Philip Shippy — Staff writer
The Sabbath is a hard thing to keep as a college student. I have done my best to keep it, but with every weekday adding more homework to the pile, I struggle to get a good amount done with only Saturday to catch up. Add on top of this the desire to hang out with my friends, and I am constantly falling behind. I have also heard from my friends that even if they do homework on Sunday, they still struggle to keep up. All of this has led me to some questions: would longer weekends help? What would a four-day school week look like at Dordt University?
Let’s look at that second question first. I talked with David Mulder from the Education department, and he mentioned that, for Dordt’s accreditation, there needs to be a certain number of in-class hours depending on how many credits the class is worth. This means if we hypothetically have no class on Friday, the classes on Monday and Wednesday would have to be the same length as Tuesday and Thursday classes: 75 minutes.
This change in length would first affect the professors, as they would have to modify some of their classes to fit within the fewer but longer periods. It would take a lot of work and preparation, and some classes might not work as well, but I believe that it could be accomplished with enough prior notice to the professors.
The shakeup would also affect the scheduling of classes. Jim Bos from the registrar’s office said that currently Dordt slots all of its classes into 11 blocks: six 50-minute blocks and five 75-minute blocks. If we remove one day, then there would only be 10 blocks.
According to Bos, there are at least 350 classes taught each fall and around 300 classes taught each spring. With one less block to fit all those classes into, Dordt would have to pay close attention to each semester’s schedule to make sure students are able to take the classes they need to graduate. Students might have to take classes back-to-back more days as well.
Moving on to whether a four-day school week would be better, I think it all depends on the execution. For instance, a four-day school week can be structured in a few different ways. You could have the off-day on Friday, giving students a long weekend. This could help us with Sabbath-keeping, as we would have two full days to get homework done before Sunday. However, if people decided to go home on the weekend, it could mean that they would spend most of Sunday driving back to Dordt.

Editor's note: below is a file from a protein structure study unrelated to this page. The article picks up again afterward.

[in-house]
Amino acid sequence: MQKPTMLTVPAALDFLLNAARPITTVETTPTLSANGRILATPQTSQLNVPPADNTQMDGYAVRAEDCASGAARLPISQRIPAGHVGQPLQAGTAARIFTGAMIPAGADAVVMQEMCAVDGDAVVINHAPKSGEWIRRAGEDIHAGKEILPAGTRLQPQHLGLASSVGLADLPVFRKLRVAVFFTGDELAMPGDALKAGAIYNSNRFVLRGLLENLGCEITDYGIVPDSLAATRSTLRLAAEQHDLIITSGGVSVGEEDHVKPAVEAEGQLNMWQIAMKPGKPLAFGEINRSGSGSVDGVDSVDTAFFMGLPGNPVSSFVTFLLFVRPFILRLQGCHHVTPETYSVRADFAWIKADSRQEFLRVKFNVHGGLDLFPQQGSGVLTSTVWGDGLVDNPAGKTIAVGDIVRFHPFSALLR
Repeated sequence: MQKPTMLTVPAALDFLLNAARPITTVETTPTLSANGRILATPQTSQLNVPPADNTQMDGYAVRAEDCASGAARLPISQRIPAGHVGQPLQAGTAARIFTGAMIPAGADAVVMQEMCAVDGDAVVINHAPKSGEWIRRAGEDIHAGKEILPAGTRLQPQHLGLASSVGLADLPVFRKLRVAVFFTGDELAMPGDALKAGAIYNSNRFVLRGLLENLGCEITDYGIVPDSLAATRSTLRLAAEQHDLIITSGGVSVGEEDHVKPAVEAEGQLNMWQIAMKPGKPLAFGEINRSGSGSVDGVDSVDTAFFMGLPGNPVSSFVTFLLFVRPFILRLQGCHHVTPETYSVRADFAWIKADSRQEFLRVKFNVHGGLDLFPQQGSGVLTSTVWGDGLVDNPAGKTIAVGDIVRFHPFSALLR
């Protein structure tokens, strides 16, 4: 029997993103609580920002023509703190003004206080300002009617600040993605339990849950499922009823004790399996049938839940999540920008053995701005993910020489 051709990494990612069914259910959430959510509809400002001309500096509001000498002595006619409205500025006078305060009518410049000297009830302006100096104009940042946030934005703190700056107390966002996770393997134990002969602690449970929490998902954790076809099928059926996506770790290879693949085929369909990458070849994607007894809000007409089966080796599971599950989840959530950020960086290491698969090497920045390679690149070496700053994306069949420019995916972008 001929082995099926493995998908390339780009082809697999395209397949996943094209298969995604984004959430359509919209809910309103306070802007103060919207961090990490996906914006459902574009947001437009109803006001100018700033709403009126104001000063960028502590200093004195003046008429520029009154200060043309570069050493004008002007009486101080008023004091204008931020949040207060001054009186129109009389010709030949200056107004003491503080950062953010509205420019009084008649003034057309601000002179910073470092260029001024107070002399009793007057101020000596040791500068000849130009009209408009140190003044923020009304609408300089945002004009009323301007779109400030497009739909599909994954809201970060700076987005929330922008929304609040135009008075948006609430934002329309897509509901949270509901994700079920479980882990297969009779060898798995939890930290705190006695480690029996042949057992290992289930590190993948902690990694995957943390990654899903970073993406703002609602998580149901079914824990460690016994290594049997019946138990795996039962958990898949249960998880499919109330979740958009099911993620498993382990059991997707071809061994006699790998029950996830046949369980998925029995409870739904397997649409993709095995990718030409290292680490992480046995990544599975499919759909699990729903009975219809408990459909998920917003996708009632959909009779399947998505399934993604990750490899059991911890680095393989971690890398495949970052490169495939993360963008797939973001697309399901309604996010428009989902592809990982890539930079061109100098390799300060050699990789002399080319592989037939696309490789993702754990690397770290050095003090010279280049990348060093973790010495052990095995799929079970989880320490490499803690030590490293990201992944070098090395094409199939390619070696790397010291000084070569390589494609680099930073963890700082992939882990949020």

Alternatively, you could have the off-day on Monday, keeping the advantage of the long weekend while making Monday the potential travel day. Or, you could make Wednesday the off-day, where in the words of Bos, “you create two three-day rhythms. You have Monday, Tuesday, Wednesday, and then Thursday, Friday, Saturday, and they mirror each other, which hopefully then would make Sunday significantly different.”
With each of these possibilities, you could also use the off-day to have some time for required labs or internships, removing some stress from the other days.
The benefits of a four-day week start to level out when we start talking about academics. I found a few different studies on this that either could find little to no difference between four-day and five-day weeks or found that the four-day week was worse for grades over time. It seems that the main factor for academics is the execution of the shorter week.
While this would be a big change, I think that Dordt should look into doing a four-day school week. While its effect on academics is a little questionable, I think that the extra day for homework could really help students stay on top of things, as well as allowing more students to keep a regular Sabbath rest.